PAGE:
“The conflagration had already consumed a thousand buildings and killed at least seven persons. ‘It is sufficient to say that more than three-fourths of the business part of the city is nothing but smoldering cinders,’ the reporter wrote … The next day, May 5, 1851, chaos ruled. Over eighteen city blocks had been entirely destroyed, five or six more blocks partially so.” (Booker 54)

This is a telling juxtaposition: while the description makes the fire seem like the worst disaster that has ever happened, the quantifiable information shows just how insignificant this fire was, having destroyed only about twenty-five blocks. The map on page 34 shows just how little of San Francisco actually burned: even though the map is a very small portion of San Francisco, one can count somewhere around five hundred blocks in this part of the city alone. Using a map of the city as a whole (Fig. 1) and comparing it to the map provided in the article, it is possible to estimate that the provided map is only about a fifth of the city, so it is reasonable to conclude that less than one percent of San Francisco burned in May 1851. It is also clear that the amount of the city actually built on non-dry-land (and thus susceptible to fire, as per Booker’s own suggestion) is actually comparatively small (the cyan overlay, and any land under the pink), so although twenty-five blocks may be considered a sizable portion of this, is is completely insignificant compared to the rest of the city. The complete and singular focus on the business district, comprising less than one percent of the city, suggests that Booker understands San Francisco not as a city, a population, or a culture, but simply as the place where businesses happen to be located.

     This disregard for any other aspect of the city results in a poor understanding of historical speculation. When explaining the perspectives of the San Francisco real estate speculators, Booker misattributes their motivations. In his explanation, he explores the reasons behind their motivations, but these are ultimately flawed:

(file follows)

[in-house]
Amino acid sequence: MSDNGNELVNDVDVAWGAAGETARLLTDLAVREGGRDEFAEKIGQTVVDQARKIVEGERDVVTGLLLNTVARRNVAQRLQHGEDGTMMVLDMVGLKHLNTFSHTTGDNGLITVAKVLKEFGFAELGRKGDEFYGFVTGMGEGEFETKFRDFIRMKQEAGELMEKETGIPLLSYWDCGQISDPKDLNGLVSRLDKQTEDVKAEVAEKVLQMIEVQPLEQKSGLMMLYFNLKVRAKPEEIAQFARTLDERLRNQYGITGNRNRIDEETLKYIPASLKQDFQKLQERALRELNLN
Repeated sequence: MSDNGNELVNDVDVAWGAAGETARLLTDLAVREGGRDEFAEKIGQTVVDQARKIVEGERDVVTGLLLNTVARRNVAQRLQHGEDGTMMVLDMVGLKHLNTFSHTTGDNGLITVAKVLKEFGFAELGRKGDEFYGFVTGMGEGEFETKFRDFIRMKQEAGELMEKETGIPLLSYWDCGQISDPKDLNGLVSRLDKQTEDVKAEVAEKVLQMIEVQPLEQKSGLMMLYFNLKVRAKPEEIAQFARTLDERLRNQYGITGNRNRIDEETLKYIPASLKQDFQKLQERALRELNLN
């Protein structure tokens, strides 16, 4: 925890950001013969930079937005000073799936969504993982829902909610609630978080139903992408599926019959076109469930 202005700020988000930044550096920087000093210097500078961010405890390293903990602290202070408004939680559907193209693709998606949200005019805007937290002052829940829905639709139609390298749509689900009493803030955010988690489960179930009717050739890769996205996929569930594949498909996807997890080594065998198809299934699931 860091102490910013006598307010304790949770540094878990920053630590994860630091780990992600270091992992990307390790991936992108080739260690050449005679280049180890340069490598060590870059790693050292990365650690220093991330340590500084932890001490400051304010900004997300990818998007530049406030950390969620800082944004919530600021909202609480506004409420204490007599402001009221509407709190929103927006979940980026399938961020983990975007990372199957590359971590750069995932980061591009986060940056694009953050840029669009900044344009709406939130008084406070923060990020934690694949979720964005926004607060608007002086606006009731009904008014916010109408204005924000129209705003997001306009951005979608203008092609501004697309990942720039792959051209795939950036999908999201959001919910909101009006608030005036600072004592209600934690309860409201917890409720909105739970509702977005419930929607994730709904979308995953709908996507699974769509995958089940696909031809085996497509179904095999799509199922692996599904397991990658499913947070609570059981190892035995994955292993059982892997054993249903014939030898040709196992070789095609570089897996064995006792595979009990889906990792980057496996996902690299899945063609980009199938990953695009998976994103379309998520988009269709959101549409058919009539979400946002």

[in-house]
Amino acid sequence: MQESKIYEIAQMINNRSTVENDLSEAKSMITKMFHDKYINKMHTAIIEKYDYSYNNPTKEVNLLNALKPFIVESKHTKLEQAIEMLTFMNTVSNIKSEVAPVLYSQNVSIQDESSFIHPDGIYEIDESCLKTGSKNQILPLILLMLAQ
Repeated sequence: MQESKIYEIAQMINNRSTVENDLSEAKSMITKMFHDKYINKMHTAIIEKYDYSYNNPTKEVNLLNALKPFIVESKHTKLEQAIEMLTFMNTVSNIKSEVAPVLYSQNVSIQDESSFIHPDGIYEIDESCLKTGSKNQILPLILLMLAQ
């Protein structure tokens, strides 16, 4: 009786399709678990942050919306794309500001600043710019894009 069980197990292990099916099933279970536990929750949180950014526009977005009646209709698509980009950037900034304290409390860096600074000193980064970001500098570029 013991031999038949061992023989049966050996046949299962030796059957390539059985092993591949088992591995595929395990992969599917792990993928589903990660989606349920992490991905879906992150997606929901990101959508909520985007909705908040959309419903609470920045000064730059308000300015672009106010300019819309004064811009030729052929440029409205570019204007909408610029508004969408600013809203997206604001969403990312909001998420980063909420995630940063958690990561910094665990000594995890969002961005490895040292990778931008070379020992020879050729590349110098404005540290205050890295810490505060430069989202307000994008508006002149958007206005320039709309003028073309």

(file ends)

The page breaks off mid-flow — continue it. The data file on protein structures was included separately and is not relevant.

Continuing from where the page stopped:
“The water lots produced no wheat or cattle hides nor any saleable product … San Francisco’s water lots were totally worthless in and of themselves. What made tidal frontage valuable, as speculators knew full well, was its potential. Water lots represented a new kind of productivity in California in which the value of land derived from its future use, not its present use.” (Booker 47)

Yes, it is clearly true that “tidal frontage” is valuable because of “its potential”, as marshes and tidelands are relatively useless to humans if left in their natural forms. However, it is untrue that this was a “new kind of productivity”, new in that its value was due to its potential, as opposed to its “present use”. For all of human history, almost no land was valued because of its present use. Farmers didn’t show up at a field to find, as Booker implies, “wheat or cattle hides” (or even watermelon); they found land and changed its use, growing wheat and raising cattle. Homesteaders didn’t find homes already built; they claimed parcels of land and constructed for themselves a home. The land itself is just that - land; almost all land cannot intrinsically “produce” what humans need, and useful production requires humans to use it for their own purposes. Tidal frontage could certainly be considered more valuable as a result of having more different future uses than any other land, but Booker fails to acknowledge that all land is valued for its future use, whether or not that aligns with its present use. This failure then results in the absence of the idea that land can also be valuable as something other than a business, as Booker’s argument stems from a land’s productivity in producing “wheat or cattle hides [or other] saleable product[s]”.